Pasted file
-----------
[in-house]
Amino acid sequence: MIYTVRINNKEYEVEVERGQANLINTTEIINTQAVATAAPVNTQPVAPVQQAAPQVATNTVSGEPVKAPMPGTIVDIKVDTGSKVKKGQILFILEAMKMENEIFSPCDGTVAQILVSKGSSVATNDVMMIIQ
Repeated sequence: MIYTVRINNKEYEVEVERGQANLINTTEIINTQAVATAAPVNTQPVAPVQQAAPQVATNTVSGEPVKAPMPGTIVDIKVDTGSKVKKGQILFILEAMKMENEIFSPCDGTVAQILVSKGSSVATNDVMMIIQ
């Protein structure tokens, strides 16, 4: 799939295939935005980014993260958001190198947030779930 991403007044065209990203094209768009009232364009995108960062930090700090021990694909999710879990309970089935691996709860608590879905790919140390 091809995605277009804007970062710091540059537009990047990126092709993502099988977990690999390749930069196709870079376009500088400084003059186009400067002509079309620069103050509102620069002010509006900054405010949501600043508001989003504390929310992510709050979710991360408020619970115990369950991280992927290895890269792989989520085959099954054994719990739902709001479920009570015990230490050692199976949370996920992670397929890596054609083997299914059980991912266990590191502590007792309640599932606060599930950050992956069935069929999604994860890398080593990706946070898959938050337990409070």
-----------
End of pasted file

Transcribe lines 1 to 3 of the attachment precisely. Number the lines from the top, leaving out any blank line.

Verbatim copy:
[in-house]
Amino acid sequence: MIYTVRINNKEYEVEVERGQANLINTTEIINTQAVATAAPVNTQPVAPVQQAAPQVATNTVSGEPVKAPMPGTIVDIKVDTGSKVKKGQILFILEAMKMENEIFSPCDGTVAQILVSKGSSVATNDVMMIIQ
Repeated sequence: MIYTVRINNKEYEVEVERGQANLINTTEIINTQAVATAAPVNTQPVAPVQQAAPQVATNTVSGEPVKAPMPGTIVDIKVDTGSKVKKGQILFILEAMKMENEIFSPCDGTVAQILVSKGSSVATNDVMMIIQ